Number 1, put your cover letter into the body of the email so that no attachment is necessary for it. Number 2. Don't address anyone. Once you are addressing it to do so and so and got out with a real person is and using a generic introduction, it gives the impression of it being a form letter. Don't do it.

Third, 3 paragraphs.

The 1st one is an introduction and explains why you are sending the email. The 2nd paragraph is to lay out what it is about your background that you fits what they are looking for. 3rd is you do a closing. The closing should be something along the lines of what you are going to follow up.

"If I don't hear from you I will give you a call the day after tomorrow to see if you might be interested in scheduling an appointment. Really very simple.

Jeff Altman, The Big Game Hunter is an executive job search and leadership coach who worked as a recruiter for what seems like one hundred years.

JobSearchCoachingHQ.com changes that with great advice for job hunters—videos, my books and guides to job hunting, podcasts, articles, PLUS a community for you to ask questions of PLUS the ability to ask me questions where I function as your ally with no conflict of interest answering your questions. NOW WITH A 7 DAY FREE TRIAL

Connect with me on LinkedIn

You can order a copy of “Diagnosing Your Job Search Problems” for Kindle for $.99 and receive free Kindle versions of “No BS Resume Advice” and “Interview Preparation.”

Please give “Job Search Radio” a great review in iTunes. It helps other people discover the show and makes me happy!

If you are an executive who is interested in 1 on 1 coaching, email me at JeffAltman(at)TheBigGameHunter.us

JobSearchTV.com

Do Recruiters Read Cover Letters? | JobSearchTV.com


Things have changed since the days of old and now hope someone questions whether recruiters actually read cover letters. Here is my answer.


Summary

The question for today is, "Do recruiters read cover letters?"

The answer is: Not if you send them as a separate attachment.

I'm looking to pop open the cover letter sent to me as an attachment. However, if you send it as a "cover email" (you know, using the body of your email to communicate what would have been a cover letter to lay out a case for yourself), then you have a chance of my reading it. However, it has to be clear as to what it is you're attempting to communicate about your background and how it fits the role, including for.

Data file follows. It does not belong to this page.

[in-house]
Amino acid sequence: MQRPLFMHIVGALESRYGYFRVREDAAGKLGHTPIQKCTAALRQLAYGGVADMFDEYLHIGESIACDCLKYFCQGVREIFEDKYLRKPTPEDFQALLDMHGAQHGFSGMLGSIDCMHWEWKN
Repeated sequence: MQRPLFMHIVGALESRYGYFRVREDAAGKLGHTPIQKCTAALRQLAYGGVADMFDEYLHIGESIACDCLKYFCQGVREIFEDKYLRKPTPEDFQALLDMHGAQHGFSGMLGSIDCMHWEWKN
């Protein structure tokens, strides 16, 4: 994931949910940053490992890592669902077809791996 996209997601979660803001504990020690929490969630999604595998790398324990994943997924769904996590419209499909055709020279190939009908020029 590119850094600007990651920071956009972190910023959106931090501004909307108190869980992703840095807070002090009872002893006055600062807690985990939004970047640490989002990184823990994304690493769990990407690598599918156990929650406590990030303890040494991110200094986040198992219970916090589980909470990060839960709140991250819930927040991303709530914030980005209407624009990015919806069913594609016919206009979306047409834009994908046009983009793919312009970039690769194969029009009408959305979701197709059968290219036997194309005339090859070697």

I'm not going to read, "I'm forwarding my resume to you because I understand you're trying to fill a position for a such and such. I believe my background with such and such, coupled with my driving determination would make me a strong person for your client." I'm not going to read that nonsense.

Here's what I want to read:
I want to read something that takes the requirements of the position and sticks them in the left-hand column in the right-hand column. I want to see how long and how recently you perform that function. If you want to include what the tasks of the job are, I would like that, too. That's because what you're doing is using the cover email to make a case for your candidacy instead of sending a bunch of fluff.

No one wants to read fluff! After all, you're not selling anything. You just saying a bunch of garbage.

Use the body of your email to lay out a case for yourself in the way that I suggested and then you have a chance of people reading it.

Not just name, but corporate recruiters at agency recruiters, as well.

 

Jeff Altman, The Big Game Hunter is an executive job search and leadership coach who worked as a recruiter for what seems like one hundred years.

JobSearchCoachingHQ.com changes that with great advice for job hunters—videos, my books and guides to job hunting, podcasts, articles, PLUS a community for you to ask questions of PLUS the ability to ask me questions where I function as your ally with no conflict of interest answering your questions.

Connect with me on LinkedIn

You can order a copy of “Diagnosing Your Job Search Problems” for Kindle for $.99 and receive free Kindle versions of “No BS Resume Advice” and “Interview Preparation.”

Great Cover Letters (VIDEO)

FROM THE ARCHIVES

In this video, Jeff Altman, The Big Game Hunter Offers two different approaches to writing effective cover letters.

 

Summary

I want to talk with you about cover letters today because cover letters are 1 of those things are an afterthought in most people's repertoire and, frankly, they are the "grabber" of your speech.

Do you know what I mean by a grabber? If you are at a function where someone is going to give a formal speech, often, they are going to try to grab your attention, tell you a story, tell you a joke, tell you something that's designed to get your attention. A cover letter is really like that.

When I start off in recruiting in days of old, a cover letter was actually a cover letter. It was attached on top of your resume and mail to the recipient. I know it's hard to imagine people actually did that but they did. Today, were actually talking about a "cover email" but still: a cover letter. It is really the thing that should grab someone's attention.

How do you do that? How do you get someone to actually open that attachment and pay attention to your resume? The easiest way to do it is if you have someone who referred you to this individual. So, in that case, you would lead off with that right away. However, if you don't have someone you can point to (I am referred to you by Ramesh Patel. He told me were trying to hire someone for this role), what can you do?